Angela Merkel was also in the
Global Tax 50
Angela Merkel remains the most powerful politician in
Europe, making her an obvious candidate for inclusion in the
Global Tax 50.
While her plate has been somewhat full in 2015 as she sought
to deal with, first, Greece and then the refugee crisis and
Germany's response to it, she still wields the political clout
to influence tax decisions across the continent.
Greece, perhaps, is a good place to start. Merkel's Germany
is the de facto leader of the Eurogroup, and she holds
great sway with Greek creditors seeking to find a solution to
Greece's decades-old tax collection woes.
It was Merkel, along with her finance minister Wolfgang
Schauble, who closed the deal on Greece's 11th-hour bailout
this summer. Alexis Tsipras, the Greek premier coming off a
resounding 'no' vote from his people on whatever it was the
creditors had to offer, eventually had no choice but to give
in. Greece was crying out for expansionary measures, but
Germany's influence ensures that the southern European
jurisdiction will be made to honour its debts through VAT rises
The fear of falling out of favour with the EU-IMF troika is
so acute in indebted states that Portuguese President Anibal
Cavaco Silva took the highly unusual [though not unprecedented
– Portugal runs a French-style presidential republic]
step in November of denying an anti-austerity coalition power,
instead turning to pre-election leader Pedro Passos Coelho to
form a minority government.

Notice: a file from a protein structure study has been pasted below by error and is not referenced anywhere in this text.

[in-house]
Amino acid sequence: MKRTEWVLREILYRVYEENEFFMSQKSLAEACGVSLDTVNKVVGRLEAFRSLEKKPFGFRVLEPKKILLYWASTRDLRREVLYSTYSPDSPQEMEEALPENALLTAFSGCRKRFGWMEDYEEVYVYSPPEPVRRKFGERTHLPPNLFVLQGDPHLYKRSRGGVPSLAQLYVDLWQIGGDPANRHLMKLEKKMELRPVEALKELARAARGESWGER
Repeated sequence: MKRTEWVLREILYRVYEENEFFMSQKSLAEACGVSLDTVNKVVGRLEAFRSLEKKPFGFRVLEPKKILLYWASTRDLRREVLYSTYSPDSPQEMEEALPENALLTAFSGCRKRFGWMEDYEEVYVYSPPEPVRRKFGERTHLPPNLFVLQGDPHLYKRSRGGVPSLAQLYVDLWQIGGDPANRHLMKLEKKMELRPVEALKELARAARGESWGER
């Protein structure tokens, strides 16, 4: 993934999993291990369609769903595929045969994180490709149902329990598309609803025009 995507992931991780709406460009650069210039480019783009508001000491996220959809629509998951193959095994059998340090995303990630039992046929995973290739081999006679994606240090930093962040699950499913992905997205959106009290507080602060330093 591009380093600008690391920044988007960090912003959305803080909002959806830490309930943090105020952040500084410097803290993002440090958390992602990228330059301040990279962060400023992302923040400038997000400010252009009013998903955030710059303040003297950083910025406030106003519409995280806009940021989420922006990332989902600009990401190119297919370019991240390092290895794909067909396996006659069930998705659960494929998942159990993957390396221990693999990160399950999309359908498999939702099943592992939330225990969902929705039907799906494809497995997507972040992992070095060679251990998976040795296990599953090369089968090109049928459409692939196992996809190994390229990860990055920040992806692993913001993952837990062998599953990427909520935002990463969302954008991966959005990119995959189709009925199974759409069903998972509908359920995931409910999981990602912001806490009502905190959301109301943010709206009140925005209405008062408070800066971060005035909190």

"After we carried out an onerous programme of financial
assistance, entailing heavy sacrifices, it is my duty, within
my constitutional powers, to do everything possible to prevent
false signals being sent to financial institutions, investors
and markets," said Silva.
Back to slightly clearer waters and Germany remains a key
member of the group of EU countries pushing for the financial
transaction tax (FTT), or 'Robin Hood tax', which would impose
a levy on financial trades if implemented.
After what feels like decades of dithering, the
jurisdictions involved seem to be finally moving towards a
workable model, despite Estonia dropping out in December 2015.
Without the significant weight of Merkel's Germany behind it,
the FTT would undoubtedly completely dead in the water by
There are, however, examples of Germany's – and, by
association, Merkel and Schauble's – influence fading
a little. For all the strong-arming we saw in 2014 around the
issue of intellectual property taxation, after Germany
eventually persuaded the UK to water its patent box legislation
down, the OECD's BEPS Project ended up legitimising the use of
such patent boxes, setting out best practices for their
Germany, once a staunch opponent of patent box regimes, now
looks set to introduce its own. As powerful and influential as
Merkel is, politicians can only do so much when faced with tax
competition from near neighbours.